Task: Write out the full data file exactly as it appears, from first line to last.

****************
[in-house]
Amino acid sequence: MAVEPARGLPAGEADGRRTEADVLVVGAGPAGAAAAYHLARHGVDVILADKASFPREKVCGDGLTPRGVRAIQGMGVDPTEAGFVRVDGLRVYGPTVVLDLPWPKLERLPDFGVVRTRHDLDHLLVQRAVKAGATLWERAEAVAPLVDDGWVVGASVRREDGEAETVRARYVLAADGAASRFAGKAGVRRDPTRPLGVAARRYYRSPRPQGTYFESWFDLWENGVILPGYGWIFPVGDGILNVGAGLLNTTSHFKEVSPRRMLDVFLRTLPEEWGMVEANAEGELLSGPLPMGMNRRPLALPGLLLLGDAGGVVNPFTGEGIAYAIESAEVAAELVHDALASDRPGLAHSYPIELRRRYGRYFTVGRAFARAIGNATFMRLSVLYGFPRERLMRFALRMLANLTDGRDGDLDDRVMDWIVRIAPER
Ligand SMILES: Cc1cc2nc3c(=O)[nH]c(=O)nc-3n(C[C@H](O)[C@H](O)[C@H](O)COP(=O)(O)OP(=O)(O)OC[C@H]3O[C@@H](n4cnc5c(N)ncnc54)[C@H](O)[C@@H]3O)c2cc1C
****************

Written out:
[in-house]
Amino acid sequence: MAVEPARGLPAGEADGRRTEADVLVVGAGPAGAAAAYHLARHGVDVILADKASFPREKVCGDGLTPRGVRAIQGMGVDPTEAGFVRVDGLRVYGPTVVLDLPWPKLERLPDFGVVRTRHDLDHLLVQRAVKAGATLWERAEAVAPLVDDGWVVGASVRREDGEAETVRARYVLAADGAASRFAGKAGVRRDPTRPLGVAARRYYRSPRPQGTYFESWFDLWENGVILPGYGWIFPVGDGILNVGAGLLNTTSHFKEVSPRRMLDVFLRTLPEEWGMVEANAEGELLSGPLPMGMNRRPLALPGLLLLGDAGGVVNPFTGEGIAYAIESAEVAAELVHDALASDRPGLAHSYPIELRRRYGRYFTVGRAFARAIGNATFMRLSVLYGFPRERLMRFALRMLANLTDGRDGDLDDRVMDWIVRIAPER
Ligand SMILES: Cc1cc2nc3c(=O)[nH]c(=O)nc-3n(C[C@H](O)[C@H](O)[C@H](O)COP(=O)(O)OP(=O)(O)OC[C@H]3O[C@@H](n4cnc5c(N)ncnc54)[C@H](O)[C@@H]3O)c2cc1C